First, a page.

Nearshoring: Bringing Your Products Closer to Customers

nearshoring strategies for supply chains

Updated September 6, 2023

 As global trade and consumer demands continue to grow, supply chains are facing a range of challenges, from rising labor costs to geopolitical instability. Because of this, nearshoring has emerged as a popular strategy for companies looking to optimize their supply chains. A survey conducted by Deloitte found that 54% of companies plan to nearshore some of their operations in the next two years.

What is Nearshoring?

Nearshoring involves moving supply chain operations closer to the finished product’s place of consumptions. Most times, this means moving operations in Asia and Europe to North America. The goal is to reduce costs, increase speed to market, and improve efficiency by taking advantage of lower labor costs, shorter transit times, and closer proximity to your end consumer.

Another form of nearshoring is reshoring. Reshoring is when a company that once operated in a country but moved overseas, bring their operations back to their original country of origin. According to a study by Bank of America, mentions of nearshoring and reshoring were up 128% in earnings calls during Q2 2023.

Research conducted by the Boston Consulting Group found nearshoring can help companies to reduce lead times by up to 50% and cut logistics costs by up to 30%. These studies suggest nearshoring can be an effective strategy for companies looking to optimize their supply chains.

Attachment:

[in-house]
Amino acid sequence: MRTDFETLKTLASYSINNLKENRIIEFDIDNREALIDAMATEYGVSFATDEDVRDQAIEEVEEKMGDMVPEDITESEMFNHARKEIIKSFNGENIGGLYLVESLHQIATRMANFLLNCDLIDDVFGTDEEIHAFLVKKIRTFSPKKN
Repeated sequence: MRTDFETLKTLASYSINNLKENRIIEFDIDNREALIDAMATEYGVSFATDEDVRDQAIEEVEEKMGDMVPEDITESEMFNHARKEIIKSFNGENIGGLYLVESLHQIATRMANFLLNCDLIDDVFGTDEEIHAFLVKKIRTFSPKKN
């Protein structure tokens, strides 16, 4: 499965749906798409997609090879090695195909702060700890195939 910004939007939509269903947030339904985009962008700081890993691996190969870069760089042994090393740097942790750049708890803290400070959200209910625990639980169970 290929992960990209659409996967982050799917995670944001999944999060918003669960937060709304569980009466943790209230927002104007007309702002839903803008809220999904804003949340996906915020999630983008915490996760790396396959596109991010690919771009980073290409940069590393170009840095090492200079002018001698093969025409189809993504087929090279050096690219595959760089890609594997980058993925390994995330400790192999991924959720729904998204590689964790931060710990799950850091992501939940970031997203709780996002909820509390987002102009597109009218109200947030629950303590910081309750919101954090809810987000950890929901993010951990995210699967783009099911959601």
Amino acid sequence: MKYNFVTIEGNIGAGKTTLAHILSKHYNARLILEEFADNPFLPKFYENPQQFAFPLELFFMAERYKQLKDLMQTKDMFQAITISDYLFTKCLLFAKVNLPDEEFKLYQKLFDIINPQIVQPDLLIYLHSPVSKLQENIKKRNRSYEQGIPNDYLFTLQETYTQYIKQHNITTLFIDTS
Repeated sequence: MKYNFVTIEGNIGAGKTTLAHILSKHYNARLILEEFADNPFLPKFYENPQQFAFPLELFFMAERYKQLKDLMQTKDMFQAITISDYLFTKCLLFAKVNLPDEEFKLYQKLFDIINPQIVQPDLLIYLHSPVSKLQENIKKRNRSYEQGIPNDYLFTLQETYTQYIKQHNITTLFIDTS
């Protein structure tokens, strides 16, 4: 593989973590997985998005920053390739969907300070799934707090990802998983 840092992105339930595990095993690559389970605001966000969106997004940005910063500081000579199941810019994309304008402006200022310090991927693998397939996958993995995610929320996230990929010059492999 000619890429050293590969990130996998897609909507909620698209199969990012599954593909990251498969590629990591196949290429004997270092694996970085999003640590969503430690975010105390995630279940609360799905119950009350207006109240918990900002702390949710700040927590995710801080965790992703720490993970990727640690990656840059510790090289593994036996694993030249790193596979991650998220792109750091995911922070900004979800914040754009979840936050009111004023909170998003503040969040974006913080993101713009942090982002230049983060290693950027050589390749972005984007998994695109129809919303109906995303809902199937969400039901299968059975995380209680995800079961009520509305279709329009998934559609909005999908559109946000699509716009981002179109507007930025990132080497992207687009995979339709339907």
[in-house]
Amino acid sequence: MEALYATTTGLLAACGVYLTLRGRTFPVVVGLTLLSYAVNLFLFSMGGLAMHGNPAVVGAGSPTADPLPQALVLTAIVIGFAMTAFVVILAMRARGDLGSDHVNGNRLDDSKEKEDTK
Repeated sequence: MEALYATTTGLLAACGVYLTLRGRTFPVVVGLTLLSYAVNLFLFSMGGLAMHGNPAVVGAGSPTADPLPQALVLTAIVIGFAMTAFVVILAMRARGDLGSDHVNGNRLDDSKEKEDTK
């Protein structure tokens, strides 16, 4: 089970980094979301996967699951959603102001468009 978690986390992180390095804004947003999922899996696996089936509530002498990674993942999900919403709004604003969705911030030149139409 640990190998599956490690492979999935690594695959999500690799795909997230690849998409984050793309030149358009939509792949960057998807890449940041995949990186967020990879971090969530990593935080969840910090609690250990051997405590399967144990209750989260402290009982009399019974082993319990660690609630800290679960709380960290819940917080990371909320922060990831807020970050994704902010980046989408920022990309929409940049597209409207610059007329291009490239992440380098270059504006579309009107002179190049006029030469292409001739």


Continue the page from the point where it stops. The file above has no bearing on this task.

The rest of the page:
Optimizing Supply Chains from Port to Door

In the past few years, many companies realized just how dependent they are on manufacturing and products in Asia and around the globe. Roadblocks, port delays, and factory closures meant empty shelves inside warehouses and distribution centers, and disgruntled customers.

The need for nearshoring isn’t a secret. However, until recently, many companies ignored the benefits of nearshoring products or, at the very least, diversifying their vendor portfolio with a multi-shoring strategy.

Today, supply chain executives recognize the fragility of operating in a single global region, and have the opportunity to create resiliency in their operation now, and for the future. Ultimately, companies want the flexibility to react to different demands of the end consumer, and nearshoring is one strategy that lets them.

Let’s say a product from a consumer goods manufacturer isn’t selling because it’s not trendy among celebrities and influencers on social media channels. Or you need to entice the sale with additional gifts, such as free accessories. Nearshoring gives you the flexibility to react to changing demand. Inventory can be easily transitioned and delivered because it is closer to the point of sale.

The overall goal is to create a more responsive supply chain that adjusts to meet consumer expectations and is resilient amidst disruption. By nearshoring, companies can customize, change or amplify any order and meet greater demand.

The Challenges with Nearshoring

Though lower in cost and closer to home, nearshoring supply chain operations is not without its challenges. Among some areas of concern are:

Educating a young workforce. Finding and retaining skilled and qualified talent in nearshore locations can be a challenge. Some regions may have a shortage of specialized professionals, leading to increased competition for the available talent pool. In some countries, a young, relatively untrained population means many manufacturers must invest in training programs to create or improve labor skills. Additionally, the driver shortage that continues to challenge the U.S. market exists for cross-border operations as well.